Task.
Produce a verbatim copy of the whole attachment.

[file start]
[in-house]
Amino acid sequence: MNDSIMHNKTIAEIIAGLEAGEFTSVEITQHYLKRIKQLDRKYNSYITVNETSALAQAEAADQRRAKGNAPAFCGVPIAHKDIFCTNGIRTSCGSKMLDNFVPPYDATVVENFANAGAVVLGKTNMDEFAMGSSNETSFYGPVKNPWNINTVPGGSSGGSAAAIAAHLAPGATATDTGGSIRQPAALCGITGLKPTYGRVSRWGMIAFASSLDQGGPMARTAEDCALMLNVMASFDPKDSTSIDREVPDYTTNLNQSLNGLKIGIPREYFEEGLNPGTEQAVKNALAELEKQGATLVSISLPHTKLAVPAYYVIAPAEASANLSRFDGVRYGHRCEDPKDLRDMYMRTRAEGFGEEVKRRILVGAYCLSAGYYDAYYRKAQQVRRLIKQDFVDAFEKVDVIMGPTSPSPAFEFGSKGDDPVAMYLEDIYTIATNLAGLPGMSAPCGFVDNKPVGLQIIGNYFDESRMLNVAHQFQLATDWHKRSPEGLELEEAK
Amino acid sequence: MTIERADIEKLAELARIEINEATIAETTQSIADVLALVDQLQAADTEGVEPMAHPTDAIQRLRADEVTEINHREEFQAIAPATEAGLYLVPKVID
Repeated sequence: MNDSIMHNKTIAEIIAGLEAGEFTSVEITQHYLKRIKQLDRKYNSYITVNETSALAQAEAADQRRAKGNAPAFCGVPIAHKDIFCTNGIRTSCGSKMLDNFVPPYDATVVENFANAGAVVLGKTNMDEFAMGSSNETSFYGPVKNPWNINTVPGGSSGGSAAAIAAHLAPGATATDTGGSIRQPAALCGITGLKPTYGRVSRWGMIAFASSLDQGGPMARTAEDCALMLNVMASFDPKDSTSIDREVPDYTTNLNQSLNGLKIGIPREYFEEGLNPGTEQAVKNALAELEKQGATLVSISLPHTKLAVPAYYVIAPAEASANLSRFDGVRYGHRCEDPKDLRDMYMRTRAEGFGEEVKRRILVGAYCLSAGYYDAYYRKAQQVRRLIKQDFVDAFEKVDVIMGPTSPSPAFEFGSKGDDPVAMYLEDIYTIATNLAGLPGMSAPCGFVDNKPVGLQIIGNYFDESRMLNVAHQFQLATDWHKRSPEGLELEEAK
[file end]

[in-house]
Amino acid sequence: MNDSIMHNKTIAEIIAGLEAGEFTSVEITQHYLKRIKQLDRKYNSYITVNETSALAQAEAADQRRAKGNAPAFCGVPIAHKDIFCTNGIRTSCGSKMLDNFVPPYDATVVENFANAGAVVLGKTNMDEFAMGSSNETSFYGPVKNPWNINTVPGGSSGGSAAAIAAHLAPGATATDTGGSIRQPAALCGITGLKPTYGRVSRWGMIAFASSLDQGGPMARTAEDCALMLNVMASFDPKDSTSIDREVPDYTTNLNQSLNGLKIGIPREYFEEGLNPGTEQAVKNALAELEKQGATLVSISLPHTKLAVPAYYVIAPAEASANLSRFDGVRYGHRCEDPKDLRDMYMRTRAEGFGEEVKRRILVGAYCLSAGYYDAYYRKAQQVRRLIKQDFVDAFEKVDVIMGPTSPSPAFEFGSKGDDPVAMYLEDIYTIATNLAGLPGMSAPCGFVDNKPVGLQIIGNYFDESRMLNVAHQFQLATDWHKRSPEGLELEEAK
Amino acid sequence: MTIERADIEKLAELARIEINEATIAETTQSIADVLALVDQLQAADTEGVEPMAHPTDAIQRLRADEVTEINHREEFQAIAPATEAGLYLVPKVID
Repeated sequence: MNDSIMHNKTIAEIIAGLEAGEFTSVEITQHYLKRIKQLDRKYNSYITVNETSALAQAEAADQRRAKGNAPAFCGVPIAHKDIFCTNGIRTSCGSKMLDNFVPPYDATVVENFANAGAVVLGKTNMDEFAMGSSNETSFYGPVKNPWNINTVPGGSSGGSAAAIAAHLAPGATATDTGGSIRQPAALCGITGLKPTYGRVSRWGMIAFASSLDQGGPMARTAEDCALMLNVMASFDPKDSTSIDREVPDYTTNLNQSLNGLKIGIPREYFEEGLNPGTEQAVKNALAELEKQGATLVSISLPHTKLAVPAYYVIAPAEASANLSRFDGVRYGHRCEDPKDLRDMYMRTRAEGFGEEVKRRILVGAYCLSAGYYDAYYRKAQQVRRLIKQDFVDAFEKVDVIMGPTSPSPAFEFGSKGDDPVAMYLEDIYTIATNLAGLPGMSAPCGFVDNKPVGLQIIGNYFDESRMLNVAHQFQLATDWHKRSPEGLELEEAK